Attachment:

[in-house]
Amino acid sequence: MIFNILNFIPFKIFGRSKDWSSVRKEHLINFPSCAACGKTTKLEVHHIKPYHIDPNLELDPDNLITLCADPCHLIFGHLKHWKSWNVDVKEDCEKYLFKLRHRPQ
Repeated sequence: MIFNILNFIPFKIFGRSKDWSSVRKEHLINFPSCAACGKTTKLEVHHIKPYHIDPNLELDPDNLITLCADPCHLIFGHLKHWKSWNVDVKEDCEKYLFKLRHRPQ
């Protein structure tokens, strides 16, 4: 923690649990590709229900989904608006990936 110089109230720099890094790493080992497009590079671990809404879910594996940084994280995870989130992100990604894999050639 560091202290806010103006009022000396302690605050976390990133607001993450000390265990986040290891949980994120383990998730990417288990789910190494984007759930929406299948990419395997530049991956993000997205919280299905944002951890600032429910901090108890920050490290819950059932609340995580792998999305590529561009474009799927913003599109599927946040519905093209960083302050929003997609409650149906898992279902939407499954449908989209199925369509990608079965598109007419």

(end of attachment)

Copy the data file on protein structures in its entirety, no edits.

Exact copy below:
[in-house]
Amino acid sequence: MIFNILNFIPFKIFGRSKDWSSVRKEHLINFPSCAACGKTTKLEVHHIKPYHIDPNLELDPDNLITLCADPCHLIFGHLKHWKSWNVDVKEDCEKYLFKLRHRPQ
Repeated sequence: MIFNILNFIPFKIFGRSKDWSSVRKEHLINFPSCAACGKTTKLEVHHIKPYHIDPNLELDPDNLITLCADPCHLIFGHLKHWKSWNVDVKEDCEKYLFKLRHRPQ
């Protein structure tokens, strides 16, 4: 923690649990590709229900989904608006990936 110089109230720099890094790493080992497009590079671990809404879910594996940084994280995870989130992100990604894999050639 560091202290806010103006009022000396302690605050976390990133607001993450000390265990986040290891949980994120383990998730990417288990789910190494984007759930929406299948990419395997530049991956993000997205919280299905944002951890600032429910901090108890920050490290819950059932609340995580792998999305590529561009474009799927913003599109599927946040519905093209960083302050929003997609409650149906898992279902939407499954449908989209199925369509990608079965598109007419």